Wednesday, January 28, 2009

Dim Sum – touch the heart

Whew, what a bad hostess I’ve been, taking too much time off!  I will say that Chinese New Year was a blast with family and friends here but I was seriously wiped out afterwards from all the cooking.  It is seriously more work then say a Christmas or Thanksgiving dinner by far.  Why do we do this to ourselves?

011309It was very tasty though!  And speaking of tasty, this Chinese New Year Dim Sum of All Fears event has begun!  There is still time to enter for the free giveaway!

To start us off, how ‘bout a little Dim Sum history, some fun pics of our little “dumpling”,  and some past recipes from the Kitchen Post.  The following is from Wikipedia and rather than try and rewrite it all, I’ll quote them directly:

“Travellers on the ancient Silk Road needed a place to take a nap, so teahouses were established along the roadside. Rural farmers, exhausted after working hard in the fields, would also go to teahouses for a relaxing afternoon of tea. At first, it was considered inappropriate to combine tea with food, because people believed it would lead to excessive weight gain. People later discovered that tea can aid in digestion, so teahouse owners began adding various snacks and the tradition of dim sum evolved.

IMG_0564“In Hong Kong, and most cities and towns in Guangdong province, many Chinese restaurants start serving as early as five in the morning. It is a tradition for the elderly to gather to eat dim sum after morning exercises, often enjoying the morning newspapers. For many southerners in China, yum cha is treated as a weekend family day. Consistent with this tradition, dim sum restaurants typically only serve dim sum until the afternoon (right around the time of a traditional Western 3 o'clock coffee break); other kinds of Cantonese cuisine are served in the evening. Nowadays, various dim sum items are sold as take-out for students and office workers on the go.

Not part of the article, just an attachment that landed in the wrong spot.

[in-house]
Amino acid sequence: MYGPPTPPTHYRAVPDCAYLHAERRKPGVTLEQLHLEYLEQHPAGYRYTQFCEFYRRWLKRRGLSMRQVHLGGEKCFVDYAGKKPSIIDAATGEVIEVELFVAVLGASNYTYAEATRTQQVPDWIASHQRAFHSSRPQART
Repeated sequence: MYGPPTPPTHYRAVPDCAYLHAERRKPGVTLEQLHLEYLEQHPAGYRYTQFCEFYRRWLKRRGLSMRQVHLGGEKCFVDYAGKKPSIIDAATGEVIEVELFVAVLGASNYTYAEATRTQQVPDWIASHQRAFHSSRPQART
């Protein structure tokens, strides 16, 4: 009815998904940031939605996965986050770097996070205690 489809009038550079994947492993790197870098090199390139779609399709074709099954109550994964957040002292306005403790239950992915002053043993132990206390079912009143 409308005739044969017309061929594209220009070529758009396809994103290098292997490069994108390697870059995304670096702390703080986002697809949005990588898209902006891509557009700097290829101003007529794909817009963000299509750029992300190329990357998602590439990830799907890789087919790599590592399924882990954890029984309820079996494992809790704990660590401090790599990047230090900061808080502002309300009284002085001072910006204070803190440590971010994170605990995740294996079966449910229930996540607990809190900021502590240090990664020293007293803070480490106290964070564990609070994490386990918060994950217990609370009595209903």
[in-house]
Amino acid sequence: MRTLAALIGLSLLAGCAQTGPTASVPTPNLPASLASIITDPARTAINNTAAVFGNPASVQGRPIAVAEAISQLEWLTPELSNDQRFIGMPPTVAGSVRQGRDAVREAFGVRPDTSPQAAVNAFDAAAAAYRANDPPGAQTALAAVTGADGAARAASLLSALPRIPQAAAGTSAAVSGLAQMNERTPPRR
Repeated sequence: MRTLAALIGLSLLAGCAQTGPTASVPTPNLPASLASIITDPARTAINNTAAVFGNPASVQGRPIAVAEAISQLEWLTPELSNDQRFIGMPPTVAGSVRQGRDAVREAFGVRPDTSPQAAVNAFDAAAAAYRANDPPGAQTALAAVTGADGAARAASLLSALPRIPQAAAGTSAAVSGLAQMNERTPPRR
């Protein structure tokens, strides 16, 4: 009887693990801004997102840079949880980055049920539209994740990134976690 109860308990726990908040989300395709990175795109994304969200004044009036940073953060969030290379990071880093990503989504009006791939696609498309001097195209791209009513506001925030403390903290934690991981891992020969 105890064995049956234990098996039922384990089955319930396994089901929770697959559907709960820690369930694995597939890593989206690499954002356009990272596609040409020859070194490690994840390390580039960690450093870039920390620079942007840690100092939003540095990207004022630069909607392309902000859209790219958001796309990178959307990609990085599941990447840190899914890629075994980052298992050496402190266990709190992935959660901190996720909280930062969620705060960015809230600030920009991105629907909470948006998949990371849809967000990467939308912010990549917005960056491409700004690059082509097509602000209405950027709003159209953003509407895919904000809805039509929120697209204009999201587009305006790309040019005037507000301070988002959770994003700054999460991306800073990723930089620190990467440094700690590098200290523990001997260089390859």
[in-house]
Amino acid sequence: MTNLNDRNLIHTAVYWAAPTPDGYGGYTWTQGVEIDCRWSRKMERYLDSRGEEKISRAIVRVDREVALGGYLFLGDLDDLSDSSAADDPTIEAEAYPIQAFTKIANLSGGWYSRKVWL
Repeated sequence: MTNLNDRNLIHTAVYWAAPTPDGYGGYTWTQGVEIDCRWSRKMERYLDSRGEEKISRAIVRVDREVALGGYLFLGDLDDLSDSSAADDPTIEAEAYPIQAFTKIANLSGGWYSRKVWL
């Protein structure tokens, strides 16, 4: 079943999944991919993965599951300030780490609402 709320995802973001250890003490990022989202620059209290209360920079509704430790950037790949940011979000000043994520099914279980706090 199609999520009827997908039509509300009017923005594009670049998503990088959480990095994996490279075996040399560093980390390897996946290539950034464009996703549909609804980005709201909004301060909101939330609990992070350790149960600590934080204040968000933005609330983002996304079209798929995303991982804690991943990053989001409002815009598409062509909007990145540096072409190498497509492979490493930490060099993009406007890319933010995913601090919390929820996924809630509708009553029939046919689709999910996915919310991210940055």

IMG_1197“While dim sum (touch the heart, as in not a main meal, only a snack , and therefore is only meant to touch the heart) remains a staple of Chinese culinary culture, especially in Hong Kong, health officials have recently criticized the high amount of saturated fat and sodium in some dim sum dishes, warning that steamed dim sum should not automatically be assumed to be healthy. Health officials recommend balancing fatty dishes with boiled vegetables, minus sauce.

Past Dim Sum-ish recipes and Chinese recipes

Sweet and Sour Chicken

Beef and Broccoli

Ginger Chicken

Cashew Chicken

Misfortune Cookies

Spring Rolls

Gai Dan Zai


  1. I don't think anyone can resist how adorable Aedan was in those little outfits!! I need to make time to make some of your yummy recipes :) Thanks for keeping them coming, Jackie!

  2. Thanks for the background. Going to yam chaah was a huge treat when I was in Hong Kong. It was usually a member or an investigator who insisted on cheng-ing us to yam chaah and I loved it. It is like my dream meal. I love being able to taste all kinds of fun foods and how perfect that they cart the food right to your table. You get to choose exactly what you want. This is making my mouth water. Do they have any good dim sum places in Champaign? I keep promising my husband I will take him sometime, but we never get a chance when we are in Chicago....


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